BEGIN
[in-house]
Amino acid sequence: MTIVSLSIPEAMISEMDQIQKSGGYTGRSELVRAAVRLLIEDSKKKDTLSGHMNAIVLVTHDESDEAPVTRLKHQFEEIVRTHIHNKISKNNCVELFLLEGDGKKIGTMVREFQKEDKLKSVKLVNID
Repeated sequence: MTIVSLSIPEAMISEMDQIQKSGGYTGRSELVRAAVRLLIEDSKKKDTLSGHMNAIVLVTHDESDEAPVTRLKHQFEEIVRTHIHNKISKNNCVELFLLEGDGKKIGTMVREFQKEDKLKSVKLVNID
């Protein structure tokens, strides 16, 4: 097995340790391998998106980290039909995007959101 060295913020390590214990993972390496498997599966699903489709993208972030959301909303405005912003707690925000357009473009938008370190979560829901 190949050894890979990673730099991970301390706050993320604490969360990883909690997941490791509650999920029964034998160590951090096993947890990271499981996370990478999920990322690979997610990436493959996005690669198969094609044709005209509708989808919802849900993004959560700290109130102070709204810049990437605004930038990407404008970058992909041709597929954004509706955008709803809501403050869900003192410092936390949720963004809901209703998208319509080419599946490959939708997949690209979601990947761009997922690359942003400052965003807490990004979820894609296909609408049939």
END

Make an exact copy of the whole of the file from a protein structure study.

[in-house]
Amino acid sequence: MTIVSLSIPEAMISEMDQIQKSGGYTGRSELVRAAVRLLIEDSKKKDTLSGHMNAIVLVTHDESDEAPVTRLKHQFEEIVRTHIHNKISKNNCVELFLLEGDGKKIGTMVREFQKEDKLKSVKLVNID
Repeated sequence: MTIVSLSIPEAMISEMDQIQKSGGYTGRSELVRAAVRLLIEDSKKKDTLSGHMNAIVLVTHDESDEAPVTRLKHQFEEIVRTHIHNKISKNNCVELFLLEGDGKKIGTMVREFQKEDKLKSVKLVNID
């Protein structure tokens, strides 16, 4: 097995340790391998998106980290039909995007959101 060295913020390590214990993972390496498997599966699903489709993208972030959301909303405005912003707690925000357009473009938008370190979560829901 190949050894890979990673730099991970301390706050993320604490969360990883909690997941490791509650999920029964034998160590951090096993947890990271499981996370990478999920990322690979997610990436493959996005690669198969094609044709005209509708989808919802849900993004959560700290109130102070709204810049990437605004930038990407404008970058992909041709597929954004509706955008709803809501403050869900003192410092936390949720963004809901209703998208319509080419599946490959939708997949690209979601990947761009997922690359942003400052965003807490990004979820894609296909609408049939």